Metzger“Greek Manuscripts”162–169. Several points in this article are recounted and in some ways updated in his The Text of the New Testament: Its Transmission Corruption and Restoration (3rd ed.; New York: Oxford 1992) 266–267. For example whereas in “Greek Manuscripts” he considers five Johannine manuscripts with ἑρµηνεῖαι in The Text of the New Testament he considers eight.
S.E. Porter“Textual Criticism in the Light of Diverse Textual Evidence for the Greek New Testament: An Expanded Proposal,” in New Testament Manuscripts and Their World (ed. Thomas J. Kraus and Tobias Nicklas; TENT 2; Leiden: Brill2006) 322–325; Porter “The Use of Hermeneia and Johannine Papyrus Manuscripts” 573–580 (2007); S.E. Porter “What Do We Know and How Do We Know It? Reconstructing Early Christianity from Its Manuscripts” in Christian Origins and Greco-Roman Culture: Social and Literary Contexts for the New Testament. Vol. 1 of Early Christianity in Its Hellenistic Context (ed. Stanley E. Porter and Andrew W. Pitts; TENT 9; Leiden: Brill 2013) 60–63. S.E. Porter and W.J. Porter have produced new editions of P.Vindob. G 26214 (P55) and P.Vindob. G 36102 (P76) in New Testament Greek Papyri and Parchments: New Editions: Texts (MPER N.S. XXIX; Berlin: Walter de Gruyter 2008) 18–25. Plates of the manuscripts are given in Porter and Porter New Testament Greek Papyri and Parchments: Plates (MPER N.S. XXX; Berlin: Walter de Gruyter 2008) nos. 5 and 6.
See Guglielmo Cavallo“Greek and Latin Writing in the Papyri,” in The Oxford Handbook of Papyrology(ed. Roger S. Bagnall; Oxford: Oxford University Press) 131. The perspective advocated in the present article regarding the relation between the use of Alexandrian majuscule for Greek texts and the influence of a Greek-Coptic bilingual setting has been largely shaped by Jean-Luc Fournet’s insightful article “The Multilingual Environment of Late Antique Egypt: Greek Latin Coptic and Persian Documentation” in The Oxford Handbook of Papyrology 418–452 (esp. 430–445). On the bilingual (Greek-Coptic) setting of Roman Egypt and its impact on Greek grammar see Francis Gignac “Grammatical Developments in Roman Egypt Significant for the New Testament” in The Language of the New Testament: Contexts History and Development(ed. Stanley E. Porter and Andrew W. Pitts; Linguistic Biblical Studies 6; Leiden: Brill2013) 401–420.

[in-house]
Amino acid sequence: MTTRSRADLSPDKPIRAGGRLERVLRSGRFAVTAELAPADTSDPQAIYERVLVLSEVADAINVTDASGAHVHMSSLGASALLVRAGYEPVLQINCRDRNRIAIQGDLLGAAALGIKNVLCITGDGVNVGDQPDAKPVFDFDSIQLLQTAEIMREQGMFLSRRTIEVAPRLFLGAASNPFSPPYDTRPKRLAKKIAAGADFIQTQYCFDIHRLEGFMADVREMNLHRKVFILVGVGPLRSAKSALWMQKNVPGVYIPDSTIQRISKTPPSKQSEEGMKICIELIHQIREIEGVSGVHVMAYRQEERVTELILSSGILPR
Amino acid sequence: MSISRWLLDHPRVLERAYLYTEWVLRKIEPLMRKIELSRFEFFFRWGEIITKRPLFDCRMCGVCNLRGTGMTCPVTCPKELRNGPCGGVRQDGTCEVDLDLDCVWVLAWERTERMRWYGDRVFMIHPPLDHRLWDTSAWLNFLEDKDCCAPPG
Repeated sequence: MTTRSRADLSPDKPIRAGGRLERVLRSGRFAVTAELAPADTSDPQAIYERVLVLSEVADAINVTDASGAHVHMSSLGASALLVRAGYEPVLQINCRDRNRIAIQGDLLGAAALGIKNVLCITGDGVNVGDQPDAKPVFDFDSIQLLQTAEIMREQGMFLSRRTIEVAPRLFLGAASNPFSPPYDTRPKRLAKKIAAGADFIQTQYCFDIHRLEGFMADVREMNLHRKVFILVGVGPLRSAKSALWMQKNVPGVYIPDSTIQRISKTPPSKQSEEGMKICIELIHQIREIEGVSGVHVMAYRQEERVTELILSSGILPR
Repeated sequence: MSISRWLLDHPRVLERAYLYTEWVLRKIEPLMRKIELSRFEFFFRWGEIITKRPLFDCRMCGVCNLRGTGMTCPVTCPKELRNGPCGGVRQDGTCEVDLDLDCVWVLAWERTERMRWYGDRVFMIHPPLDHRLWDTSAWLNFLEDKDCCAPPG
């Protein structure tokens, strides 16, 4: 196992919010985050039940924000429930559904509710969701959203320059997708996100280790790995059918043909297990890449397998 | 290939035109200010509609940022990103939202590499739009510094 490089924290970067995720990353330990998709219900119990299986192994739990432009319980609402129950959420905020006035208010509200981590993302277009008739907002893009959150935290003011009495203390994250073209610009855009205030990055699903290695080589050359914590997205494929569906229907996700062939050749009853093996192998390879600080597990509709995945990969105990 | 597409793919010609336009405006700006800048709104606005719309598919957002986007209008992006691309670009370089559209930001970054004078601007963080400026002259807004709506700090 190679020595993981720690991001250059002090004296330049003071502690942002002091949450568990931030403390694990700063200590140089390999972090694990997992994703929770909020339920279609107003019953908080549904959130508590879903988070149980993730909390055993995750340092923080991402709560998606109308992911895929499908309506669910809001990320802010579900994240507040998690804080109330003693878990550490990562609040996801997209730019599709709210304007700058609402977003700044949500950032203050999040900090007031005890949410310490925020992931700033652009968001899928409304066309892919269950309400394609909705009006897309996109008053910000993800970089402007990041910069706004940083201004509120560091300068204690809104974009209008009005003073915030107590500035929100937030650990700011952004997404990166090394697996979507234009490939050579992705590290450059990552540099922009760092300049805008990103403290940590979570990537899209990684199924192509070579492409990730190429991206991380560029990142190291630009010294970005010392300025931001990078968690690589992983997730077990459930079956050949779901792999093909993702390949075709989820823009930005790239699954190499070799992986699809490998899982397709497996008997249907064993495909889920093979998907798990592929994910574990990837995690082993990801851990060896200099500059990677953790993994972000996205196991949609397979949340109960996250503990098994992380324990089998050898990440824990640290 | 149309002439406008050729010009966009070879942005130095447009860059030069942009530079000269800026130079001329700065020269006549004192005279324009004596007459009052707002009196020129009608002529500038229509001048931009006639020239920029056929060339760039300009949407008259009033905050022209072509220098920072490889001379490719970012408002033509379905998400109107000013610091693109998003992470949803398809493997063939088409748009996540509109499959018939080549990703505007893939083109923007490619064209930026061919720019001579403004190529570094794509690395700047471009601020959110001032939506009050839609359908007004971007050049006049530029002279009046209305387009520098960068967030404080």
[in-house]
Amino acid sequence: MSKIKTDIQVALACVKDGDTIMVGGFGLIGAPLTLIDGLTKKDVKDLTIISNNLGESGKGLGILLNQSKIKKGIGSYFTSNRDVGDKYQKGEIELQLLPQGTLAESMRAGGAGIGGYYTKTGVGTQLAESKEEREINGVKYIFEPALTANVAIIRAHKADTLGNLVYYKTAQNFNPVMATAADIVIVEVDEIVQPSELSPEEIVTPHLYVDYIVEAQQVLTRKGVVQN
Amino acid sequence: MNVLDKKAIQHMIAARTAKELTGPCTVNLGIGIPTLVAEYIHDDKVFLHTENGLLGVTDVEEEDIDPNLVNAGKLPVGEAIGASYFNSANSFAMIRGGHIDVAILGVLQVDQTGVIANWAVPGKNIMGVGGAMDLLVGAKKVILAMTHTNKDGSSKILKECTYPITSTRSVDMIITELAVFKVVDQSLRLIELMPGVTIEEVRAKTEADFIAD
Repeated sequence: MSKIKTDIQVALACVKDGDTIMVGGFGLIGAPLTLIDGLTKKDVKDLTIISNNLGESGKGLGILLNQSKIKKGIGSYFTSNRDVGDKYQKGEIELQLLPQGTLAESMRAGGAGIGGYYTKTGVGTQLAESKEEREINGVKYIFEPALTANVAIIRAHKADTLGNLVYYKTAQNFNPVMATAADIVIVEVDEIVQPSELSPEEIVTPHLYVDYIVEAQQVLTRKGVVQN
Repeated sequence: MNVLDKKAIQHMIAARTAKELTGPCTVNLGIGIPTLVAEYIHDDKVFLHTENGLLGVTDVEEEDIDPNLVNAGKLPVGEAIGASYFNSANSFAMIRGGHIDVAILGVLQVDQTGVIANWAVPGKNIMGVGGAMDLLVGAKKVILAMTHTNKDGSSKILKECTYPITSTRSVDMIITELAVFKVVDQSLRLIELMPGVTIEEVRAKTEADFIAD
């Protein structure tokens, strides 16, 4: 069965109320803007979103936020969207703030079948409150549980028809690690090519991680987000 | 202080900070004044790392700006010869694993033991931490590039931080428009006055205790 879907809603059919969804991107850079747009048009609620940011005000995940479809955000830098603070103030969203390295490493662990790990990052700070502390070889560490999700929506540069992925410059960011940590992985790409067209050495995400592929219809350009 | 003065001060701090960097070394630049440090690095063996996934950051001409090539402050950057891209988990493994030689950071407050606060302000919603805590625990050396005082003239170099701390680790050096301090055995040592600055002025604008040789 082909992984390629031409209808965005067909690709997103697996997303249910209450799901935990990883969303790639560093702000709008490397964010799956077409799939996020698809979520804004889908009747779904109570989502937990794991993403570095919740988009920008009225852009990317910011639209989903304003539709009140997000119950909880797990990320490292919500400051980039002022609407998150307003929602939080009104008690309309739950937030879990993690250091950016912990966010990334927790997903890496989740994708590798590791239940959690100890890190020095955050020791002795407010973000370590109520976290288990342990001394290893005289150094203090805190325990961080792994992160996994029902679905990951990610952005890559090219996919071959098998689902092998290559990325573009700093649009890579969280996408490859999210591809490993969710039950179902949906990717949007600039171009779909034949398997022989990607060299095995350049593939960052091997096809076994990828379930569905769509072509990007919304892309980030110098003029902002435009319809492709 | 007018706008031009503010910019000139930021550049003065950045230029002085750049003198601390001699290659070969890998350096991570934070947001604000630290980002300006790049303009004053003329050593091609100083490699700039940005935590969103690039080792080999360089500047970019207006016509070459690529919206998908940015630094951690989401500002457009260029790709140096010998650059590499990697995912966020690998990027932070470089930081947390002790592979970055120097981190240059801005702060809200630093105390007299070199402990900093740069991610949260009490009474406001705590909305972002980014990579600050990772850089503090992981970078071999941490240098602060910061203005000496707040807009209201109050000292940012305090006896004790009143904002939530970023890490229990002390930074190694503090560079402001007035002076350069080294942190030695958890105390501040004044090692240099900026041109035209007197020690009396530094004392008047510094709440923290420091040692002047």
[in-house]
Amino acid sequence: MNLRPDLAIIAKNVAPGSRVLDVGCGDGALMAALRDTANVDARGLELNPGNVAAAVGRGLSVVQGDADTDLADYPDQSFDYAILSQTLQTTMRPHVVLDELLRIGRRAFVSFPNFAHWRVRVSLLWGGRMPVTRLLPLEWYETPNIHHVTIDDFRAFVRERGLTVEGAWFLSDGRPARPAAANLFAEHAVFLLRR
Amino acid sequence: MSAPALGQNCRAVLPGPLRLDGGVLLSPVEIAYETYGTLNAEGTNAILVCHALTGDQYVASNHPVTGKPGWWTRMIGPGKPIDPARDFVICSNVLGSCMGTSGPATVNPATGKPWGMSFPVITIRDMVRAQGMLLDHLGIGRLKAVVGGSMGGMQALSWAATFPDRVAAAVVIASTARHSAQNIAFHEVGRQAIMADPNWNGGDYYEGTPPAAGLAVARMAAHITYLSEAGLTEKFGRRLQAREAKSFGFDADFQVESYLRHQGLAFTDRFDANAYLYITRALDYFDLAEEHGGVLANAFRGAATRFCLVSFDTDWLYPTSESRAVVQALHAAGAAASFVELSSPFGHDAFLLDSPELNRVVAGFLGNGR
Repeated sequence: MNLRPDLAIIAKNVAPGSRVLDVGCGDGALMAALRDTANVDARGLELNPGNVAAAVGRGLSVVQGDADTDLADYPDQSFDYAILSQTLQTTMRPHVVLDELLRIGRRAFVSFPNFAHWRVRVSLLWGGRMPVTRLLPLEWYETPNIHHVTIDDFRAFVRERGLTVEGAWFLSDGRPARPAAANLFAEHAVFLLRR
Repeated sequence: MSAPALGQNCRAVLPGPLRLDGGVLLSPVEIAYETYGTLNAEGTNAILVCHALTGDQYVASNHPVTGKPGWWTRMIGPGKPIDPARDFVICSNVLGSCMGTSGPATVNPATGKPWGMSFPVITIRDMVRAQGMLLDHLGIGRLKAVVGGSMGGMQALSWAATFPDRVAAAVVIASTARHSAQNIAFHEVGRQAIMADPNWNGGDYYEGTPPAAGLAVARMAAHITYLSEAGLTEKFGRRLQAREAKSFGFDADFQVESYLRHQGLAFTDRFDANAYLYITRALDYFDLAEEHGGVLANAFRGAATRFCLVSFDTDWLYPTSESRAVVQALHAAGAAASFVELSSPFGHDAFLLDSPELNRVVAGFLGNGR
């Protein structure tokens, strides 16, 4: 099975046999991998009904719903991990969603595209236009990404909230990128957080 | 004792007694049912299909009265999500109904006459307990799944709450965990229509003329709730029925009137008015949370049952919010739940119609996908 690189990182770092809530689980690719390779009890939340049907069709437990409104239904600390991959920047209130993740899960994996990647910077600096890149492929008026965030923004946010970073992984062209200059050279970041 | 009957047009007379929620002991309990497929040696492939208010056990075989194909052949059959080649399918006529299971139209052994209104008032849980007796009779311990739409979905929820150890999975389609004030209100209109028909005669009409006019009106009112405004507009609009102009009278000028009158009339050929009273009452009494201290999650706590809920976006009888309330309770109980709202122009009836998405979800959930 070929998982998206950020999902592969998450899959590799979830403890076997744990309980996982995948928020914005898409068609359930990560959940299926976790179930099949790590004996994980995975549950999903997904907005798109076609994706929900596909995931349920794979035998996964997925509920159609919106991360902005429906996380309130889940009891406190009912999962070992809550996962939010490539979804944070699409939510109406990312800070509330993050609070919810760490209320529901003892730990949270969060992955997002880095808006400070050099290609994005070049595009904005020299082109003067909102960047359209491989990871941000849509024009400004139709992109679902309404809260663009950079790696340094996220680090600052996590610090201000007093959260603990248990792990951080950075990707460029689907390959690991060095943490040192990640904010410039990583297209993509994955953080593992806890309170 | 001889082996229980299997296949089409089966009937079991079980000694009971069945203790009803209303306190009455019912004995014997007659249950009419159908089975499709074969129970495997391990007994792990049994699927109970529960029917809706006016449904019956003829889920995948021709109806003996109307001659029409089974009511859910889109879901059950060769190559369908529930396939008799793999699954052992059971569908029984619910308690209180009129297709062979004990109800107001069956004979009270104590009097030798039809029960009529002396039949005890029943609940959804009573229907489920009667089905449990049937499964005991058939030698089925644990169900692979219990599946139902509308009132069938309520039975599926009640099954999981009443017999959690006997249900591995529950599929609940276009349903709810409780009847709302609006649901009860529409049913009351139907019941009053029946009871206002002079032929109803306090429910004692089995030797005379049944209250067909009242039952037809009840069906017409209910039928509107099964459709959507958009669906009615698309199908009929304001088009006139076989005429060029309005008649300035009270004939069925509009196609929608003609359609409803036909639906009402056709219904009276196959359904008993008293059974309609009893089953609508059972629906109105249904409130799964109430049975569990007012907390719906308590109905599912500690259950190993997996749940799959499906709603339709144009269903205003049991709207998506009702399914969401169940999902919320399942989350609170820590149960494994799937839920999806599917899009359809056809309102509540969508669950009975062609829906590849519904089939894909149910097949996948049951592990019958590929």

Griffith“From Aramaic to Arabic”22. Further it is worth noting that D. Colt says Nessana is in the southwest region of Palestine “one hundred miles southwest of Jerusalem on the main road to Egypt and but a short distance from the Egyptian province of Sinai” (D. Colt Forward to Excavations at Nessana v). In light of this it is quite possible that Coptic-speaking monks from Egypt stayed in or passed directly through Nessana on their way to the Judean desert perhaps carrying with them copies of biblical and liturgical texts.